Caring about kids

Caring about kids

May 26th, 2009 by Laura Galbraith in Entertainment

Ansley Kellermann's interest in the nonprofit world has served the Chattanooga community well.

Formerly a loan executive at the local chapter of United Way, Ms. Kellermann now takes on the responsibility of recruiting volunteers and raising money for Big Brothers Big Sisters of Greater Chattanooga.

Her next fundraising project is the annual Great Kiwanis Duck Race. On Saturday, June 13, 5,000 rubber ducks will be launched into the Tennessee River from the Walnut Street Bridge. Tickets for the rubber ducks are $5 each, and cash prizes will be awarded for the first three ducks that cross the finish line in the final heat.

QHow did you first get involved with Big Brothers Big Sisters of Greater Chattanooga?

AI was a Big Sister in college, and I had always heard about the program. I just love children. It's a perfect position because I majored in advertising and Spanish, as a second major.

About Her

Age: 27.

Occupation: Marketing and fund development coordinator for Big Brothers Big Sisters of Greater Chattanooga.

Hometown: South Pittsburg, Tenn.

Education: Attended high school at St. Andrew's-Sewanee School in Monteagle, Tenn. Graduated from Loyola University in New Orleans.

Family: A younger brother, Robert Kellermann.

Favorite pastime

I really like to work out and row. I like to stay active and spend time with family.

Dream vacation

Tahiti, Fiji and New Zealand.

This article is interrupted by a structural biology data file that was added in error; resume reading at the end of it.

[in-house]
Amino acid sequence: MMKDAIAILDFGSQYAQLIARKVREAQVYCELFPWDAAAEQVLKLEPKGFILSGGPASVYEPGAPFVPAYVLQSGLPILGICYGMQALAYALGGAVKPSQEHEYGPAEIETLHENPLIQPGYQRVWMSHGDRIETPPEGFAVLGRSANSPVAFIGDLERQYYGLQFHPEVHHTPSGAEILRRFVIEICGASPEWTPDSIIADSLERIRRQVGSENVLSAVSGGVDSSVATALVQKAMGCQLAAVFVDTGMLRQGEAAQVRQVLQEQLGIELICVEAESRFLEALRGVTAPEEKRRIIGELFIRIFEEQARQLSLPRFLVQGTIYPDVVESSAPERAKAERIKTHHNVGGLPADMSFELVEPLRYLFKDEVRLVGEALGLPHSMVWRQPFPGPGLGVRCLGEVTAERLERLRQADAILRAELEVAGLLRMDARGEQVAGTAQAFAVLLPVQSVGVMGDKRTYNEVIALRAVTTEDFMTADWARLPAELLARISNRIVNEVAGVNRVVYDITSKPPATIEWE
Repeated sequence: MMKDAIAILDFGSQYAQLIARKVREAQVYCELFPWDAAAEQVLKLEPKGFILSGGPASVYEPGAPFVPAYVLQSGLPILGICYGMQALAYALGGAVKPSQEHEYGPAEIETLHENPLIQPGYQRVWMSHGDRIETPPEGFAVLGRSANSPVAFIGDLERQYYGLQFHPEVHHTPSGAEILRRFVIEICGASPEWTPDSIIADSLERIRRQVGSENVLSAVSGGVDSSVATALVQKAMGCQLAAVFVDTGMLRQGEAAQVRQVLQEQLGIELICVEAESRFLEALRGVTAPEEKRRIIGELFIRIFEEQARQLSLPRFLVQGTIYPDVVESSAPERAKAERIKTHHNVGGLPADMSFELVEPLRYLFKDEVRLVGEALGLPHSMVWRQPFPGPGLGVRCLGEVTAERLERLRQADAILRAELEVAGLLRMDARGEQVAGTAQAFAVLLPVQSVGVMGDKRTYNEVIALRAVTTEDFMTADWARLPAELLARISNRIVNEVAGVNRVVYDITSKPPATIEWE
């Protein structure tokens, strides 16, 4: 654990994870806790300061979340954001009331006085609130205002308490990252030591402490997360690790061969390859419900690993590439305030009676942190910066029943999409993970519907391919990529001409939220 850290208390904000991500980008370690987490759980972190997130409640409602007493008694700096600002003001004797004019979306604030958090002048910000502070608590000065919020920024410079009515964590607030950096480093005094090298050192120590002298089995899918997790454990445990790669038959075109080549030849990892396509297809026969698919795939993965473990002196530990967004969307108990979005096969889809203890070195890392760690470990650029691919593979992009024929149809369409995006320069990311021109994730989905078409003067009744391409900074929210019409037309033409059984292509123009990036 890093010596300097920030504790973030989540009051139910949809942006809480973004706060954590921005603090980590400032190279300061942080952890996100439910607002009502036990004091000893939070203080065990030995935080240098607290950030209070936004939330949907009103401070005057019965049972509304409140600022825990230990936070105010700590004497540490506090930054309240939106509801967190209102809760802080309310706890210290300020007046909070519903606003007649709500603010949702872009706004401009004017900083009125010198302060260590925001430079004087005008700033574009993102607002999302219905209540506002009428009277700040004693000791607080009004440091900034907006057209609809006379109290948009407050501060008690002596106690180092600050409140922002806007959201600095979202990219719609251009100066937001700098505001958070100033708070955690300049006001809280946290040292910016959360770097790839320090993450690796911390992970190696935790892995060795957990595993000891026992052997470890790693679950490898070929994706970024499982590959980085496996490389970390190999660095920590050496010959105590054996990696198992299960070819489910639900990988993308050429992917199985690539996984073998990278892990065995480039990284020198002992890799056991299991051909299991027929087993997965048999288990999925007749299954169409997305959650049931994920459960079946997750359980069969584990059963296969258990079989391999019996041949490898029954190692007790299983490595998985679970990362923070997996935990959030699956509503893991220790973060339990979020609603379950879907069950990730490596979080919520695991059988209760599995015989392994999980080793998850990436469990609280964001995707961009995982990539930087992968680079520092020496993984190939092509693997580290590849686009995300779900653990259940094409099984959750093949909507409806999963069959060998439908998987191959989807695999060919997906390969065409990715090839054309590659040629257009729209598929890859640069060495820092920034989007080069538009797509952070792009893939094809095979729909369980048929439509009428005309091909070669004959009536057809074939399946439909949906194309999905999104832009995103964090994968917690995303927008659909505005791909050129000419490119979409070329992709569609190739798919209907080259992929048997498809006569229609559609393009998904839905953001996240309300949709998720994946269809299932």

Quote to live by

"If better is possible, good is never enough."

Big Brothers Big Sisters

For more questions about volunteering or participating in the 2009 Great Kiwanis Duck Race, contact Big Brothers Big Sisters of Greater Chattanooga at 698-8016.

Web site: www.bbbschatt.org.

QWhat does being a Big Brother or Big Sister entail?

AWe have two different programs. We have the site-based (program), which is where you spend one hour a week with your "Little." You go to the school and you can eat lunch or help with homework. You're basically just a friend and someone they can look up to. And then we have the community-based program, which is where it's more like six to eight hours (of volunteering) a month. You can take them out in the community, where in the site-based program you're only allowed to stay on school grounds.

QWhat do you enjoy most about your work?

AWhat I like most about my job is seeing the differences that these positive role models make in the lives of children. It doesn't take a whole lot of time to see change, and it sounds cheesy but (there's) change in the future of what these children know. We're changing statistics. They're less likely than their peers to start using illegal drugs, to engage in violent behavior and to skip a day of school. And they're more trusting of their parents because they have someone to look up to and they know what's wrong and what's right. I enjoy seeing the difference it makes in the adults as well, because it opens their eyes to a lot of things.

QTell me about the Duck Race that's scheduled June 13 and how it will help Big Brothers Big Sisters.

AWe are benefiting from ticket sales. Kiwanis Club of Chattanooga is selling 2,500 tickets, and we're selling 2,500 tickets. The money that we raise from doing that, we will get some of the proceeds. So we're trying to sell as many of those as we can. (The money) will definitely help us in recruiting more "Bigs" and helping with different day-to-day activities.

QWhat future goals and hopes do you have for your job position at Big Brothers Big Sisters.

AMy future goals are to not have a waitlist for "Littles." We have 155 (kids on the list), which is a lot lower than it used to be, but I really want to get the mentors in the door and get our mission and what we're here to do out in the open more.